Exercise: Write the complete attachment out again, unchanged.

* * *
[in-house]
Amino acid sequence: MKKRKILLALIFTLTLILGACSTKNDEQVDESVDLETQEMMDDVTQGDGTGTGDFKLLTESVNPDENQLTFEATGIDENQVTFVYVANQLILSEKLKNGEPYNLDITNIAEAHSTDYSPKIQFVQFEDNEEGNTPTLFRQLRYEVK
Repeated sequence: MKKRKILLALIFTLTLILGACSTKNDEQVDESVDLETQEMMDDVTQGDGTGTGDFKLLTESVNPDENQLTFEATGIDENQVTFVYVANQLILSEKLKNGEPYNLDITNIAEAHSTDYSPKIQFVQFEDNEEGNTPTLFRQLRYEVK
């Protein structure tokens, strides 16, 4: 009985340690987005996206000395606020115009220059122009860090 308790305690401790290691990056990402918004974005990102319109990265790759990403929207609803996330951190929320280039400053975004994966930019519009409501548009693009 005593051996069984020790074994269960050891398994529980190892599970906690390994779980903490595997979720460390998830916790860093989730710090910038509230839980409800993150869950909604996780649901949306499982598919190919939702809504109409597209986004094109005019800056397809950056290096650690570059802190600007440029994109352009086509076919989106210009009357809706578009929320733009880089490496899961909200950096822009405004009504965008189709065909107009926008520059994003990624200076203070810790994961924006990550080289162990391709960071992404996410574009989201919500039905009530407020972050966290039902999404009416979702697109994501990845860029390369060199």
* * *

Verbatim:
[in-house]
Amino acid sequence: MKKRKILLALIFTLTLILGACSTKNDEQVDESVDLETQEMMDDVTQGDGTGTGDFKLLTESVNPDENQLTFEATGIDENQVTFVYVANQLILSEKLKNGEPYNLDITNIAEAHSTDYSPKIQFVQFEDNEEGNTPTLFRQLRYEVK
Repeated sequence: MKKRKILLALIFTLTLILGACSTKNDEQVDESVDLETQEMMDDVTQGDGTGTGDFKLLTESVNPDENQLTFEATGIDENQVTFVYVANQLILSEKLKNGEPYNLDITNIAEAHSTDYSPKIQFVQFEDNEEGNTPTLFRQLRYEVK
């Protein structure tokens, strides 16, 4: 009985340690987005996206000395606020115009220059122009860090 308790305690401790290691990056990402918004974005990102319109990265790759990403929207609803996330951190929320280039400053975004994966930019519009409501548009693009 005593051996069984020790074994269960050891398994529980190892599970906690390994779980903490595997979720460390998830916790860093989730710090910038509230839980409800993150869950909604996780649901949306499982598919190919939702809504109409597209986004094109005019800056397809950056290096650690570059802190600007440029994109352009086509076919989106210009009357809706578009929320733009880089490496899961909200950096822009405004009504965008189709065909107009926008520059994003990624200076203070810790994961924006990550080289162990391709960071992404996410574009989201919500039905009530407020972050966290039902999404009416979702697109994501990845860029390369060199």